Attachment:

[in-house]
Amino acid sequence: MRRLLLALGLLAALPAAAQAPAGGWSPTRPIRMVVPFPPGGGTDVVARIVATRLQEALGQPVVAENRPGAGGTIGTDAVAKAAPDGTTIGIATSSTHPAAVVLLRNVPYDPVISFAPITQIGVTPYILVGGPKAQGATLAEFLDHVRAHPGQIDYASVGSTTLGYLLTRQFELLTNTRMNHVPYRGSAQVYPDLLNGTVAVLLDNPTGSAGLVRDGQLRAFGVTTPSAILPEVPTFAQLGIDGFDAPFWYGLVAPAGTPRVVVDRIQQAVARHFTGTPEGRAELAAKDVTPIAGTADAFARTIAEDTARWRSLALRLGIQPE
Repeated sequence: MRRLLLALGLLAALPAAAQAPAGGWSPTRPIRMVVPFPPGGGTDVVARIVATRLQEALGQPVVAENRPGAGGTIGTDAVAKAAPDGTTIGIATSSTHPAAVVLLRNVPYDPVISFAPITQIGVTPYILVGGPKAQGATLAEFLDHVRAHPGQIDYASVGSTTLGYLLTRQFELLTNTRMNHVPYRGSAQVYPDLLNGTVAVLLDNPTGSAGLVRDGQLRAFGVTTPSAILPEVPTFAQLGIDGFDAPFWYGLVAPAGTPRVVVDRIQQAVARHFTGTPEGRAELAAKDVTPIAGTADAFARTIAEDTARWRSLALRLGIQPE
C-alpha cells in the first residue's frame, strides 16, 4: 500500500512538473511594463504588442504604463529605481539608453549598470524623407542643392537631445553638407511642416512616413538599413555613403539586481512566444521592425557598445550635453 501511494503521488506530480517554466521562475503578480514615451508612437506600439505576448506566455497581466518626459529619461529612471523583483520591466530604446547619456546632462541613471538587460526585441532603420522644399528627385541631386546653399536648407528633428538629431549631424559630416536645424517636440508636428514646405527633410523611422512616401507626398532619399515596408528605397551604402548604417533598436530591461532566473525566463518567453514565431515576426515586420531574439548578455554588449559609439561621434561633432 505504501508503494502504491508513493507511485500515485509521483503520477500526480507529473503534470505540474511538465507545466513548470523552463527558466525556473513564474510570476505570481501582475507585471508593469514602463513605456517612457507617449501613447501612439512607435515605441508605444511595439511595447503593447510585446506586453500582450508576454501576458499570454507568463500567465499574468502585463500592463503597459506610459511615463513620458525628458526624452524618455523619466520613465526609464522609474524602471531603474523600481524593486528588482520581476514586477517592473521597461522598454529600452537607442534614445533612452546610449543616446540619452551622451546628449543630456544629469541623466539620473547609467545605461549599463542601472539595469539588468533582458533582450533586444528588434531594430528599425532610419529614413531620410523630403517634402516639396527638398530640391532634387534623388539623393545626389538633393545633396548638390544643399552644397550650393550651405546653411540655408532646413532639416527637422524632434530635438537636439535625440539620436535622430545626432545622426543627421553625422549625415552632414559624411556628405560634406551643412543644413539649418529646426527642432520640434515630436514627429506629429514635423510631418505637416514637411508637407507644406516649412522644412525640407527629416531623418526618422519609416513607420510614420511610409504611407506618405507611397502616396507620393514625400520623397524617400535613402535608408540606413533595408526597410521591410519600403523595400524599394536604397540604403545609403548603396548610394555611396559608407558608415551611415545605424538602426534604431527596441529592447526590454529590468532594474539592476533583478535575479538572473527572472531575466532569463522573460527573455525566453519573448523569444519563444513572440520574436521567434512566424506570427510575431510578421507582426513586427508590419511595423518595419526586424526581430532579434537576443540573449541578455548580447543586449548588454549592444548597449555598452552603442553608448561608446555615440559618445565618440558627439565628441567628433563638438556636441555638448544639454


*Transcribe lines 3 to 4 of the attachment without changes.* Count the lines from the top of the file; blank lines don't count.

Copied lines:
Repeated sequence: MRRLLLALGLLAALPAAAQAPAGGWSPTRPIRMVVPFPPGGGTDVVARIVATRLQEALGQPVVAENRPGAGGTIGTDAVAKAAPDGTTIGIATSSTHPAAVVLLRNVPYDPVISFAPITQIGVTPYILVGGPKAQGATLAEFLDHVRAHPGQIDYASVGSTTLGYLLTRQFELLTNTRMNHVPYRGSAQVYPDLLNGTVAVLLDNPTGSAGLVRDGQLRAFGVTTPSAILPEVPTFAQLGIDGFDAPFWYGLVAPAGTPRVVVDRIQQAVARHFTGTPEGRAELAAKDVTPIAGTADAFARTIAEDTARWRSLALRLGIQPE
C-alpha cells in the first residue's frame, strides 16, 4: 500500500512538473511594463504588442504604463529605481539608453549598470524623407542643392537631445553638407511642416512616413538599413555613403539586481512566444521592425557598445550635453 501511494503521488506530480517554466521562475503578480514615451508612437506600439505576448506566455497581466518626459529619461529612471523583483520591466530604446547619456546632462541613471538587460526585441532603420522644399528627385541631386546653399536648407528633428538629431549631424559630416536645424517636440508636428514646405527633410523611422512616401507626398532619399515596408528605397551604402548604417533598436530591461532566473525566463518567453514565431515576426515586420531574439548578455554588449559609439561621434561633432 505504501508503494502504491508513493507511485500515485509521483503520477500526480507529473503534470505540474511538465507545466513548470523552463527558466525556473513564474510570476505570481501582475507585471508593469514602463513605456517612457507617449501613447501612439512607435515605441508605444511595439511595447503593447510585446506586453500582450508576454501576458499570454507568463500567465499574468502585463500592463503597459506610459511615463513620458525628458526624452524618455523619466520613465526609464522609474524602471531603474523600481524593486528588482520581476514586477517592473521597461522598454529600452537607442534614445533612452546610449543616446540619452551622451546628449543630456544629469541623466539620473547609467545605461549599463542601472539595469539588468533582458533582450533586444528588434531594430528599425532610419529614413531620410523630403517634402516639396527638398530640391532634387534623388539623393545626389538633393545633396548638390544643399552644397550650393550651405546653411540655408532646413532639416527637422524632434530635438537636439535625440539620436535622430545626432545622426543627421553625422549625415552632414559624411556628405560634406551643412543644413539649418529646426527642432520640434515630436514627429506629429514635423510631418505637416514637411508637407507644406516649412522644412525640407527629416531623418526618422519609416513607420510614420511610409504611407506618405507611397502616396507620393514625400520623397524617400535613402535608408540606413533595408526597410521591410519600403523595400524599394536604397540604403545609403548603396548610394555611396559608407558608415551611415545605424538602426534604431527596441529592447526590454529590468532594474539592476533583478535575479538572473527572472531575466532569463522573460527573455525566453519573448523569444519563444513572440520574436521567434512566424506570427510575431510578421507582426513586427508590419511595423518595419526586424526581430532579434537576443540573449541578455548580447543586449548588454549592444548597449555598452552603442553608448561608446555615440559618445565618440558627439565628441567628433563638438556636441555638448544639454